Welcome to the new Independent website. We hope you enjoy it and we value your feedback. Please contact us here.

Saudi Arabian women take seats on advisory body


Women will be given a voice in shaping Saudi Arabia’s laws for the first time after the country officially swore in 30 female members to the Shura Council.

The council is an appointed body that advises the government on new laws, and functions in place of an elected parliament.

The move represents the first time in country's history that women have been able to hold any political office, and has riled conservative clerics in the Islamic monarchy.

The female members were sworn in on Tuesday by Saudi King Abdullah, who has made tentative steps towards improving women’s rights in recent years. The decision to appoint women to the body was announced in 2011, but their names were only made public last month. It means that one fifth of the Shura Council is now female.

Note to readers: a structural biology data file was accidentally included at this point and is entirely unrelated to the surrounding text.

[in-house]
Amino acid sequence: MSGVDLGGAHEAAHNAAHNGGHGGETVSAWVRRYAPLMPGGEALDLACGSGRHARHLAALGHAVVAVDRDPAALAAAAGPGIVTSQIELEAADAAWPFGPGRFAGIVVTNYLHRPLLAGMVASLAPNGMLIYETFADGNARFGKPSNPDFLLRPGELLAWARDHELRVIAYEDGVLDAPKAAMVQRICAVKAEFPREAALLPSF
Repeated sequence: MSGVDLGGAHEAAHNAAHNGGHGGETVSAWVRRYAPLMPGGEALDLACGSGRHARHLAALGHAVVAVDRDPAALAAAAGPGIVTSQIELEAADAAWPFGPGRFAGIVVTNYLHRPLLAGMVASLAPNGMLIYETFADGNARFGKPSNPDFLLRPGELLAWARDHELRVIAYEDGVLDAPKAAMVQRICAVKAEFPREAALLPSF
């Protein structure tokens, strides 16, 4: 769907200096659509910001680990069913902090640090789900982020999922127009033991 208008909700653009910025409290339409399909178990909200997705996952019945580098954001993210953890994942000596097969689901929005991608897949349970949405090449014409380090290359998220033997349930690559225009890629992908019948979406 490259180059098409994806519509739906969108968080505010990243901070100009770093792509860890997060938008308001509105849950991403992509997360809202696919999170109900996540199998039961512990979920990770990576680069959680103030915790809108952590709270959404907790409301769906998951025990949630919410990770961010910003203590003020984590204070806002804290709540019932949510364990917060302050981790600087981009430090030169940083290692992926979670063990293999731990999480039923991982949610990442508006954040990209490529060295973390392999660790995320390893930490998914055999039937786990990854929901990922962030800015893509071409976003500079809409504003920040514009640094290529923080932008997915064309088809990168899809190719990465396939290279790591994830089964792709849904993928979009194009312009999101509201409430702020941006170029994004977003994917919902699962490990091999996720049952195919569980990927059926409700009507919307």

One of the new members, Thuraya al-Arrayed, said the move could change opinions on the role of women in Saudi Arabia.

“I must say it's an historic occasion. I'm honoured to be part of it. If it works, if it is positive then it will change the attitudes that are still worrying about the participation of women,” she told the BBC.

”I'm not just talking about the Shura Council, I'm talking about the empowerment of women and their participation in the general affairs of the country,“ she said.

Saudi Arabia's government is entirely appointed by the king, who is also prime minister. The country's only elections are for half the seats on municipal councils that have few powers.

King Abdullah announced in 2011 that women will also have the right to vote and stand for office in the next municipal ballot

In the ultra-conservative kingdom, which follows a strict version of Sunni Islamic law called Wahhabism, women are banned from driving and need the consent of a male ”guardian“ to work, travel abroad or open a bank account.

A group of female activists began a campaign of civil disobedience in 2011 by openly defying the driving ban. The campaign drew worldwide attention to the lack of equality in the country, and one woman was arrested after uploading a video of herself driving to YouTube.